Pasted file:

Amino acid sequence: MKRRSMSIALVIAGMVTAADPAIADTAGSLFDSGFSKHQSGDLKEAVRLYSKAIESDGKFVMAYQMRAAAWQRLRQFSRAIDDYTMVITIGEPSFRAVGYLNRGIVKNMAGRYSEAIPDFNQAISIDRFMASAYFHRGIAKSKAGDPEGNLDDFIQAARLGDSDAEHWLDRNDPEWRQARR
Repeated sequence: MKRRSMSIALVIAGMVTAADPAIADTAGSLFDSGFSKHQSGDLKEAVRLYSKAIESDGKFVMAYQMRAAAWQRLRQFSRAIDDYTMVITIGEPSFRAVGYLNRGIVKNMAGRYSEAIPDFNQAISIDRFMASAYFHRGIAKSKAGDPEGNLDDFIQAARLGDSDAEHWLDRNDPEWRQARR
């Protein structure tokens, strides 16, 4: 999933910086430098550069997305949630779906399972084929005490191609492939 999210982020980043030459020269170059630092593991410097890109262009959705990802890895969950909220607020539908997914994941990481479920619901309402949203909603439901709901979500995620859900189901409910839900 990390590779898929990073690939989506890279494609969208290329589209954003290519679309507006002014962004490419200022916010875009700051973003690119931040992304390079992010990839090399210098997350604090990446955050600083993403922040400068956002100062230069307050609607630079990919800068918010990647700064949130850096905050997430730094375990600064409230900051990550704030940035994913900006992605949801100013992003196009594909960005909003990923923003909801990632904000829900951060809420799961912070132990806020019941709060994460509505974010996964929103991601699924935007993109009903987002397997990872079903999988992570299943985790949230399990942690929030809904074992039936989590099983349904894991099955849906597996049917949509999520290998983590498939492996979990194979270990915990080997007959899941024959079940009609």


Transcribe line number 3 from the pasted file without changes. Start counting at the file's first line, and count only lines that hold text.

């Protein structure tokens, strides 16, 4: 999933910086430098550069997305949630779906399972084929005490191609492939 999210982020980043030459020269170059630092593991410097890109262009959705990802890895969950909220607020539908997914994941990481479920619901309402949203909603439901709901979500995620859900189901409910839900 990390590779898929990073690939989506890279494609969208290329589209954003290519679309507006002014962004490419200022916010875009700051973003690119931040992304390079992010990839090399210098997350604090990446955050600083993403922040400068956002100062230069307050609607630079990919800068918010990647700064949130850096905050997430730094375990600064409230900051990550704030940035994913900006992605949801100013992003196009594909960005909003990923923003909801990632904000829900951060809420799961912070132990806020019941709060994460509505974010996964929103991601699924935007993109009903987002397997990872079903999988992570299943985790949230399990942690929030809904074992039936989590099983349904894991099955849906597996049917949509999520290998983590498939492996979990194979270990915990080997007959899941024959079940009609």